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Did you know that most of us will spend about one-third of our lives working? That’s 90,000 hours on average. Yet too often, people treat work as a necessary evil — something we have to suffer through in order to live the other two-thirds of our lives. Once we recognize the huge proportion of our lives that working time represents — literally half our waking hours for most of our lives — we more easily see how critical it is to cultivate connection to work, as well.

Connection at work tends to look and feel a little different from the connection we feel in other areas of life, though there are certainly commonalities (joy, happiness, love, peace, etc.). Our Connection Lab did a study asking people what they feel when they are connected to their work, and created a word cloud illustrating the recurring themes (the bigger the word, the more often it was mentioned).

You’ll see that the most common word they used to describe connected work is PURPOSE. For many people, work provides them with the sense that they have a purpose — a goal they are working towards that has value, even if only in their eyes. It’s well established in the scientific literature that living with a high level of purpose tends to correlate with high levels of satisfaction and well-being.  

Any job or role can be a purpose or calling, depending on how you view it. Meaning is entirely subjective, and if we look hard enough, we can find meaning in even the most mundane or unpleasant tasks. The key is figuring out how your role helps to advance something that you value — that might be helping others, maintaining order, preventing accidents, sparking positivity, supporting your family, or something else. Work is not the only realm of life where we can find our purpose, of course, but for many it does offer a cause that they feel good about supporting with their labor. A sense of FULFILLMENT, SATISFACTION, ACCOMPLISHMENT, and that you’re PRODUCTIVE all follow, as the results show.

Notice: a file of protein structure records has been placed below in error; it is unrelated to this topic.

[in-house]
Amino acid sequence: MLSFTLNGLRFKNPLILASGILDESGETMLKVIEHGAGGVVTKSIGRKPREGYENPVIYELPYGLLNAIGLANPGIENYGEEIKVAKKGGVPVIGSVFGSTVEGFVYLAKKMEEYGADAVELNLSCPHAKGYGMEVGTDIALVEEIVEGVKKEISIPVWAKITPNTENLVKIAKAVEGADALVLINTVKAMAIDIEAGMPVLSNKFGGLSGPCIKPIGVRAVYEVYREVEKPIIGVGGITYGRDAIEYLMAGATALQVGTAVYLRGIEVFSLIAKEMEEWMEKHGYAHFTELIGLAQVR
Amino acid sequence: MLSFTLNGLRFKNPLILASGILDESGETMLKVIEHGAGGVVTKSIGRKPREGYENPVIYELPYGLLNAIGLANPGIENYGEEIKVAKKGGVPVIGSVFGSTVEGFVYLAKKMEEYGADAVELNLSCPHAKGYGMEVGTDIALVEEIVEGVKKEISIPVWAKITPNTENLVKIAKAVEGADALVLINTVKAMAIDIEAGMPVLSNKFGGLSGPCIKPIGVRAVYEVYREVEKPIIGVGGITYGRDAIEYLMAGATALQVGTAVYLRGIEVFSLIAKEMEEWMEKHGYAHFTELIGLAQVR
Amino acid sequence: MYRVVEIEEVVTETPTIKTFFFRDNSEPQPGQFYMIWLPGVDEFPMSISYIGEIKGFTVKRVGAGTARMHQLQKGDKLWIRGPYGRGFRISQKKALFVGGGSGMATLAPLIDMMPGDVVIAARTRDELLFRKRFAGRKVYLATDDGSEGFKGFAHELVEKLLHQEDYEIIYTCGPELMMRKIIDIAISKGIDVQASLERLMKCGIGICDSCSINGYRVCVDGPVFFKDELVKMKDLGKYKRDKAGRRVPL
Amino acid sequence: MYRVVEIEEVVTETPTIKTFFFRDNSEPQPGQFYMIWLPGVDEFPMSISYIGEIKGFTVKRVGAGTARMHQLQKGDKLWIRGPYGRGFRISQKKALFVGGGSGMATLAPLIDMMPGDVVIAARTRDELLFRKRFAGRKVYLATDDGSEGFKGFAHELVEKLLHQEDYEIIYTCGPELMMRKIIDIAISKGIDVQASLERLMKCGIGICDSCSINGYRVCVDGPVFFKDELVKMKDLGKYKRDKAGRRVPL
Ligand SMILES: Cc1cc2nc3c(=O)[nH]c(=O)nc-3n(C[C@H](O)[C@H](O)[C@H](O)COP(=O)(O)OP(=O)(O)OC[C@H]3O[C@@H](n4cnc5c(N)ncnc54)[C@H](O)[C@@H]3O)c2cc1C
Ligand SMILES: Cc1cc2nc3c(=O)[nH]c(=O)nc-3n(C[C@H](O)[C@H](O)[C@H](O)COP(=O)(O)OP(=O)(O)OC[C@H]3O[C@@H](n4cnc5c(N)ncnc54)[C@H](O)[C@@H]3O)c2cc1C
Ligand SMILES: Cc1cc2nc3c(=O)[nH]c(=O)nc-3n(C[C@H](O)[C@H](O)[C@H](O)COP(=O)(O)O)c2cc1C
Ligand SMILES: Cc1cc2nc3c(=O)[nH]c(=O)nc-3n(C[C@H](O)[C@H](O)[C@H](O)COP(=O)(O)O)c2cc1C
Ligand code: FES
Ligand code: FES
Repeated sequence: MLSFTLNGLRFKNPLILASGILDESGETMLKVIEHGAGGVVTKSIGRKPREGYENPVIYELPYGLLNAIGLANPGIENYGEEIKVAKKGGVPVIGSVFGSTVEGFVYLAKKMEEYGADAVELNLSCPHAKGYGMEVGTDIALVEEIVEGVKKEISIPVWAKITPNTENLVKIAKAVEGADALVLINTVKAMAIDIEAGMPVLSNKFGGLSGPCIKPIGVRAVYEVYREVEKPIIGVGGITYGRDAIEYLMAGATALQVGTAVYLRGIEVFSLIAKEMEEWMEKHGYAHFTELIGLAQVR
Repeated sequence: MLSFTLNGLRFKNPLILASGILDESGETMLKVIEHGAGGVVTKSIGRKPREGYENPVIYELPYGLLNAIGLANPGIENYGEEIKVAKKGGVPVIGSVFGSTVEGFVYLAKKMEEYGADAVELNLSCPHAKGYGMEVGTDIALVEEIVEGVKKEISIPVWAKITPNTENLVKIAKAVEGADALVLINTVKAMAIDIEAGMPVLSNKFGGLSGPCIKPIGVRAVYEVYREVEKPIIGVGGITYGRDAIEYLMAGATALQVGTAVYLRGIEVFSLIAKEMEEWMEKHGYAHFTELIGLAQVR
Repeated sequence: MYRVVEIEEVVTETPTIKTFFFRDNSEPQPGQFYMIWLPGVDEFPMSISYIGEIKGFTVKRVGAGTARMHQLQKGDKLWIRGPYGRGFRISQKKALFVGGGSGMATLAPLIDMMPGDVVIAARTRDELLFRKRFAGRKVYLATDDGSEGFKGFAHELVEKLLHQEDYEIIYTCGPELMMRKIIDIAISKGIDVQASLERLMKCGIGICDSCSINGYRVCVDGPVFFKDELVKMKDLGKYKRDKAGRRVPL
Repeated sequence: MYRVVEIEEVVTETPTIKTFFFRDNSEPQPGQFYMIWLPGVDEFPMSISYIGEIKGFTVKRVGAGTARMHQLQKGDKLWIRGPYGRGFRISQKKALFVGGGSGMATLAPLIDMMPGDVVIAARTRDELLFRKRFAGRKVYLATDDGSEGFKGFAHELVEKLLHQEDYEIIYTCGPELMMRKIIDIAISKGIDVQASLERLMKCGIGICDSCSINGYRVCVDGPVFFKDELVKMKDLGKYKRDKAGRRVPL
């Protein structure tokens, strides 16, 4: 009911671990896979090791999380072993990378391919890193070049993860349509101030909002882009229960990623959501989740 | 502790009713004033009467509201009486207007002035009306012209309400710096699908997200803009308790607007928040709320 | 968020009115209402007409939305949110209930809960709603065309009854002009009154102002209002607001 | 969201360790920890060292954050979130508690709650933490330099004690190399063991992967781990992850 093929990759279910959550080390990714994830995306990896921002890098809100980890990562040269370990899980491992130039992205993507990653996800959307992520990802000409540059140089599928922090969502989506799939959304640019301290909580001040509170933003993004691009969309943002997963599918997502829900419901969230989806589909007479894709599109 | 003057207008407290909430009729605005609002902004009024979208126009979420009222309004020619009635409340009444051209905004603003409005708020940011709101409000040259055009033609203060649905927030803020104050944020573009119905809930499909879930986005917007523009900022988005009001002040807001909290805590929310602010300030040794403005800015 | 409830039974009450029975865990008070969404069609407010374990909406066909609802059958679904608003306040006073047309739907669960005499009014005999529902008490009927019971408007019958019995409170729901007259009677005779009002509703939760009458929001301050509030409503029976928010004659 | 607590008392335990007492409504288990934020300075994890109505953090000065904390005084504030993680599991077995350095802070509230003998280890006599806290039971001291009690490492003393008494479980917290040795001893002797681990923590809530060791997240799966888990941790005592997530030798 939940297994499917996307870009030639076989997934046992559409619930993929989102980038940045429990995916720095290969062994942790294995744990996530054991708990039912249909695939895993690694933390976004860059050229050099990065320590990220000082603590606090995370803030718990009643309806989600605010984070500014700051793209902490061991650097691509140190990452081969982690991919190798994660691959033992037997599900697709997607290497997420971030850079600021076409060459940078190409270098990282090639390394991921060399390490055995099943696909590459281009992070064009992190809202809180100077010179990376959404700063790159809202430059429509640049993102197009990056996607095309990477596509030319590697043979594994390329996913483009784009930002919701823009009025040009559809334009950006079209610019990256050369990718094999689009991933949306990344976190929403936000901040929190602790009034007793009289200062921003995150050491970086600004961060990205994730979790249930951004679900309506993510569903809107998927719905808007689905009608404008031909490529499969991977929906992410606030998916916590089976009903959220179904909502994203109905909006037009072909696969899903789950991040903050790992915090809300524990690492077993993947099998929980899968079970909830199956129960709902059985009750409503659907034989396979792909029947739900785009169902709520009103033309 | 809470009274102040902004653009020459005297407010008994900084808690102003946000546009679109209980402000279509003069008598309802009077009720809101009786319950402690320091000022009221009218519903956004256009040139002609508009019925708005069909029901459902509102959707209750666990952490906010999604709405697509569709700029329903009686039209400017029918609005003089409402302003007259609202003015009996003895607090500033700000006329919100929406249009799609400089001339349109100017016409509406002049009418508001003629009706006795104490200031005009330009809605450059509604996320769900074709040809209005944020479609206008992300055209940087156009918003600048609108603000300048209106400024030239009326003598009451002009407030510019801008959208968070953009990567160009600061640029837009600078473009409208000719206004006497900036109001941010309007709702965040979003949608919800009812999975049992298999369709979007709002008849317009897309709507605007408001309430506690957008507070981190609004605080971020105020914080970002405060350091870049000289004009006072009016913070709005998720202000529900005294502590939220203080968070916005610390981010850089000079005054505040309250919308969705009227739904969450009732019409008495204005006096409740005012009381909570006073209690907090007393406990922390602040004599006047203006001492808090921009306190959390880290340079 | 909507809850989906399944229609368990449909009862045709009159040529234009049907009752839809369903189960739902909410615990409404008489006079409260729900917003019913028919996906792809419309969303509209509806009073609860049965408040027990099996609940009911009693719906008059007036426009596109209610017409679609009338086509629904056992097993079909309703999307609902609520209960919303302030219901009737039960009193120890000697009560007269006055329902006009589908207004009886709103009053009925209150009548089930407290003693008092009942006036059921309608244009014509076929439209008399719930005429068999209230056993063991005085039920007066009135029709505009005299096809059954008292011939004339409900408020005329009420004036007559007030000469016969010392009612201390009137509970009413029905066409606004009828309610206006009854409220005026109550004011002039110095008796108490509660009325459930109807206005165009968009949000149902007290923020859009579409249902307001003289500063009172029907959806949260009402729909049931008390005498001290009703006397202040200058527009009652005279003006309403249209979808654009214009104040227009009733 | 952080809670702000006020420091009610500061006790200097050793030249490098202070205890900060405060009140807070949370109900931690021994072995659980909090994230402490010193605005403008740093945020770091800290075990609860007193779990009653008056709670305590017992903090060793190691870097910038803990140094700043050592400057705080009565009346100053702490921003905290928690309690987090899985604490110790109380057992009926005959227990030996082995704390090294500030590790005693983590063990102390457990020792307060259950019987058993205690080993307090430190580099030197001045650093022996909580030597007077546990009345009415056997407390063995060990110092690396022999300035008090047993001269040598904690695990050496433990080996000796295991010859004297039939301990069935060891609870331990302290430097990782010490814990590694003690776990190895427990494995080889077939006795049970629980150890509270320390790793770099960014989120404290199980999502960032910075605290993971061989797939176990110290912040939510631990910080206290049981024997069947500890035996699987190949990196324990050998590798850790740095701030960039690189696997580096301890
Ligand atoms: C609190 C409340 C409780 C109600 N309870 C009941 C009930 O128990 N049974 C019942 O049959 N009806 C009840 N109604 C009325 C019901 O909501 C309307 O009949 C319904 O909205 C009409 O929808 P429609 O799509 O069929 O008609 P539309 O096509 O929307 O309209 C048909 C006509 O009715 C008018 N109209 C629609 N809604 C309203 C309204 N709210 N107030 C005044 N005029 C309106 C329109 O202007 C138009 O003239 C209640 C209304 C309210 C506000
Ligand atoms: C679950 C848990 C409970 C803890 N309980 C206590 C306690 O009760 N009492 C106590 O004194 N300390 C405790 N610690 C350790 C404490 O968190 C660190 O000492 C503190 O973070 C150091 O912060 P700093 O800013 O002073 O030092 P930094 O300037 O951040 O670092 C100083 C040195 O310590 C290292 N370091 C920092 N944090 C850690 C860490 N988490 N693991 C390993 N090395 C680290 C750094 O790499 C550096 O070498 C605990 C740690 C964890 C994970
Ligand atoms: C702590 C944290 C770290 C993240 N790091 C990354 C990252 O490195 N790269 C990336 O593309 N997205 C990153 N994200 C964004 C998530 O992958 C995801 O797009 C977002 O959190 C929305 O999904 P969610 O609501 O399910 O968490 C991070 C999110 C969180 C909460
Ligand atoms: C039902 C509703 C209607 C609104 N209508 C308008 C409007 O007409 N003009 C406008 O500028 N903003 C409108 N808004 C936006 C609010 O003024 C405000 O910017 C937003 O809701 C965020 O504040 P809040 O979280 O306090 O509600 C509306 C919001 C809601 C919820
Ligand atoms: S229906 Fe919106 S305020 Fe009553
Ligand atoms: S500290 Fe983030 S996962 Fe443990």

But what about disconnection to work? We asked the same research subjects about their experiences feeling disconnected from their work, and charted the results in another word cloud:

 

As you see from the graphic, the most common way disconnnection from work manifests itself is BOREDOM — feeling bored. Frustration, anxiety, sadness, unhappiness, and unfulfilled feelings follow. The good news, though, is that boredom is really just the absence of engagement. If we resolve to, we can redirect our attention from that void to something that we do find worthwhile. Again, this is subjective and each person will have their own set of ideas or topics that light them up again. It might be redirecting your thoughts to the value of your work in the bigger picture, or it might be thinking about something else entirely — everyone is different, and every situation, too.

The key is always to tap into what’s meaningful for you, and make the effort to restore connection when you lose it. Half our waking hours is far too long to waste.

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